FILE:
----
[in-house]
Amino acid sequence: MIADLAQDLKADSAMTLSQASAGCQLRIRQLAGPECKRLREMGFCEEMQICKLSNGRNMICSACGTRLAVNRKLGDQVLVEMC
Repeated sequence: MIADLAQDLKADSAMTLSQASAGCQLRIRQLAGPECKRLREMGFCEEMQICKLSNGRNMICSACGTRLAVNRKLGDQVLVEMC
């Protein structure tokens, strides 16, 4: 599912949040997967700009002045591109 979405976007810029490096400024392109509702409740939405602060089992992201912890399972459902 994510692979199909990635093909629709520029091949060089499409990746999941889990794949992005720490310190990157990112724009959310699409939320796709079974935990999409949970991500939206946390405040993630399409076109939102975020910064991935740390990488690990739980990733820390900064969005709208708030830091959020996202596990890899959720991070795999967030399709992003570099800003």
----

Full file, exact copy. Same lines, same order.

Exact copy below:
[in-house]
Amino acid sequence: MIADLAQDLKADSAMTLSQASAGCQLRIRQLAGPECKRLREMGFCEEMQICKLSNGRNMICSACGTRLAVNRKLGDQVLVEMC
Repeated sequence: MIADLAQDLKADSAMTLSQASAGCQLRIRQLAGPECKRLREMGFCEEMQICKLSNGRNMICSACGTRLAVNRKLGDQVLVEMC
């Protein structure tokens, strides 16, 4: 599912949040997967700009002045591109 979405976007810029490096400024392109509702409740939405602060089992992201912890399972459902 994510692979199909990635093909629709520029091949060089499409990746999941889990794949992005720490310190990157990112724009959310699409939320796709079974935990999409949970991500939206946390405040993630399409076109939102975020910064991935740390990488690990739980990733820390900064969005709208708030830091959020996202596990890899959720991070795999967030399709992003570099800003």